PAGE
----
Jesus gives us a good bit of truth to that, but not an answer for every situation. Jesus goes on saying God grants us wisdom and has sent the Holy Spirit to be with us everyday as a counselor.
Ultimately, we want to know what is truth in life, but there are circumstances where the truth isn’t clear, and that’s where wisdom and asking for guidance comes into play.
The only way we come to faith is through the love of our Heavenly Father. He loves us like no one else. He loves us extravagantly.
That’s why when you come to faith in Jesus, you follow His commands. You don’t change the bar, you change yourself.
In John 14:15, Jesus said, “If you love me, you’ll obey my commands.” When you figure out what righteousness is, you join Jesus in the way He instructs you to live. You don’t change the bar, you change yourself.
Jesus established the Law of Love. The Law of Love is “give more than you take.” The Law of Selfishness is “take more than you give.” When you come to faith in Jesus, you adjust yourself to his law. You love lavishly and you always give more than you take.
It’s important for believers to discern the truth about how to live righteously. But using that truth to judge others can do more harm than good in trying to lead others to Jesus.
Figure out what lost people can discern of God and only share information that will invite them to investigate matters of faith further.
Shining your light to the world means leading with love. What people need most is the love of God, not the laws of God.
The Sermon on the Mount is one the most intense points of scripture. It’s lengthy.
What is it? It is what life would look like if you had perfect faith in God. The standards laid out in the sermon are not attainable by anyone on their own. However, anyone can, with the help of God. It describes the kind of people reborn Christians are, or should be.
The context of the Sermon on the Mount is to describe the saved, not declare a path to salvation.
It’s broken into 3 sections:
Jesus is trying to move us from religion to relationship. He moves us from law to love and from behavior to belief.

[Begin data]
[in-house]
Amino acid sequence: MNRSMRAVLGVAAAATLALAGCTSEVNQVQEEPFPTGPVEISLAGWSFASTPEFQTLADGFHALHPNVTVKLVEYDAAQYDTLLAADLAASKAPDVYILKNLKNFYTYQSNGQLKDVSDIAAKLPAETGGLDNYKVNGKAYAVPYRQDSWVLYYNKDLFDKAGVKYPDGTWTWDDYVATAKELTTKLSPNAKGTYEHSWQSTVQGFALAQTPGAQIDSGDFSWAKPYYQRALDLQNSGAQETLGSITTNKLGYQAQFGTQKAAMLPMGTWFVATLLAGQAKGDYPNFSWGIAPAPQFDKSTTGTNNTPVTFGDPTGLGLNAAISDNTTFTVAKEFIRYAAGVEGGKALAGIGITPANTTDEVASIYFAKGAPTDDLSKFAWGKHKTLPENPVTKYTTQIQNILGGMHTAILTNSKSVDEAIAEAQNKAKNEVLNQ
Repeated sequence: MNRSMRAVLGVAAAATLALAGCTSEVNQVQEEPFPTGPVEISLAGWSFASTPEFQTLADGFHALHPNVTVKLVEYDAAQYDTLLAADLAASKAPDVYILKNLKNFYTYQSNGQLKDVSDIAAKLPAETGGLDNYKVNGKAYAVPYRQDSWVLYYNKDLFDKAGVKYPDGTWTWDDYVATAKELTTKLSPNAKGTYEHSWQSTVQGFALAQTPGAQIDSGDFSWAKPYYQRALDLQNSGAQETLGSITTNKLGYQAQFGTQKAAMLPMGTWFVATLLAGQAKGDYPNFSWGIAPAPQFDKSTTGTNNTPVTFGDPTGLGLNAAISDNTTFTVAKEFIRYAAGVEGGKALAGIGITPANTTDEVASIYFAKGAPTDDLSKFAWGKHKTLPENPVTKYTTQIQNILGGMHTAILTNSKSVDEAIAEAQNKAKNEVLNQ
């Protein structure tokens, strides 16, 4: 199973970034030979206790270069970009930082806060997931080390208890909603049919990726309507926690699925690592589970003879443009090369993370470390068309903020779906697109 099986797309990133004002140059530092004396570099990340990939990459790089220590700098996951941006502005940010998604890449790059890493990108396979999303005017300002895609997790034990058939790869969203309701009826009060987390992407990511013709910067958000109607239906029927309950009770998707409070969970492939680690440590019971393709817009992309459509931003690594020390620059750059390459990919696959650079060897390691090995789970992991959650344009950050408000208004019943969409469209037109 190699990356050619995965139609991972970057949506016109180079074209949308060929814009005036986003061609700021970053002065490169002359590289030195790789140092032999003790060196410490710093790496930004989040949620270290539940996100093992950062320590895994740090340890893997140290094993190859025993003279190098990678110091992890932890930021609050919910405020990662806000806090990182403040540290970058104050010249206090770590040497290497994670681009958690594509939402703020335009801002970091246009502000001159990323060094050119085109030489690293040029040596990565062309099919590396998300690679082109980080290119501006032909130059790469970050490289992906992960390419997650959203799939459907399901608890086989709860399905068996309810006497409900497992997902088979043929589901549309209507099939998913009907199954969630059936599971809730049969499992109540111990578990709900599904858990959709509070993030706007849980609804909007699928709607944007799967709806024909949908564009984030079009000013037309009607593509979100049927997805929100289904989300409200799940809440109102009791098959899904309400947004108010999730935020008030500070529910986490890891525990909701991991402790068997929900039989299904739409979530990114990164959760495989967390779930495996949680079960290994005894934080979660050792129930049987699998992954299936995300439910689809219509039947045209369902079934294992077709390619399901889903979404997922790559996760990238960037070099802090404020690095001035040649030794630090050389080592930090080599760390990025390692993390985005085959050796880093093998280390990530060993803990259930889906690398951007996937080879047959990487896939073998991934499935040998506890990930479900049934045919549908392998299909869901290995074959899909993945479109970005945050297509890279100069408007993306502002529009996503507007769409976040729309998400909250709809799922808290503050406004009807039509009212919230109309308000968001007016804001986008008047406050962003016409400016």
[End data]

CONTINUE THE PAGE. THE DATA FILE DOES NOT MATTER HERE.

The people who are best at helping others are those who are actively working to remove the planks from their own eye. They carry no judgment because they know how difficult it is.
When you come to faith in God through Jesus, you are transformed in the moment, but you’ll never fully “arrive.” You have a lifetime of pursuing God ahead. You will spend the rest of your days “in flight.”
Don’t settle for a complacent spirit that tells you you’ve arrived with God. Keep chasing Him and striving to be more like Him every day.
Religion about God is arrival.
Relationship with God is in flight.
Perhaps the church should be more loving to people and tell them, “We’re not above you. We’re actually just like you. We’re only made righteous because of Jesus.”
None of us can leap over the bar of righteousness on our own. Jesus lifts us over the bar with his righteousness.
The Pharisees were prideful and judged others harshly. But the Bible teaches us that God opposes the proud, and gives grace to the humble.
The role of the church is not to judge the world, but to introduce it to Jesus. We must unlearn religious judgement and relearn what it means to love.
The Pharisees raised the bar God set for righteousness, and the world removes the bar completely. The world removes the bar by allowing everyone to simply decide for themselves how they should live; there’s no right and wrong.
Jesus came to lift us over the bar. He didn’t come to condemn the world. He came to save it! But if you dismiss Jesus, you condemn yourself.